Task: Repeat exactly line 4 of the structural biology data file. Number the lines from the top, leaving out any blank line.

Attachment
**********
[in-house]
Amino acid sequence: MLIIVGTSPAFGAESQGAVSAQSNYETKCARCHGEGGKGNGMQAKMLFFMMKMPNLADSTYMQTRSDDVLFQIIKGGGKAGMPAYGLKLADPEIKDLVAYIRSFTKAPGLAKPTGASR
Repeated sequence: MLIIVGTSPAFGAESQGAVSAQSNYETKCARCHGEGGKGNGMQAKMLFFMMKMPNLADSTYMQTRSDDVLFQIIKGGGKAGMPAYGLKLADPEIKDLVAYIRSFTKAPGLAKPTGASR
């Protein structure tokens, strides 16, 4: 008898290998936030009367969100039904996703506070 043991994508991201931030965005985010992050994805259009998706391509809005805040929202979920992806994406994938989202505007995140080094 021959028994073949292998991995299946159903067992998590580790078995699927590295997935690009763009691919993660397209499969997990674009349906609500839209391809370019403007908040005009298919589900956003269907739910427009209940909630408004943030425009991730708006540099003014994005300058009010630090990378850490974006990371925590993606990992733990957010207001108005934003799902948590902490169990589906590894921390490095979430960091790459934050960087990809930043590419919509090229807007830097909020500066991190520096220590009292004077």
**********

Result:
């Protein structure tokens, strides 16, 4: 008898290998936030009367969100039904996703506070 043991994508991201931030965005985010992050994805259009998706391509809005805040929202979920992806994406994938989202505007995140080094 021959028994073949292998991995299946159903067992998590580790078995699927590295997935690009763009691919993660397209499969997990674009349906609500839209391809370019403007908040005009298919589900956003269907739910427009209940909630408004943030425009991730708006540099003014994005300058009010630090990378850490974006990371925590993606990992733990957010207001108005934003799902948590902490169990589906590894921390490095979430960091790459934050960087990809930043590419919509090229807007830097909020500066991190520096220590009292004077």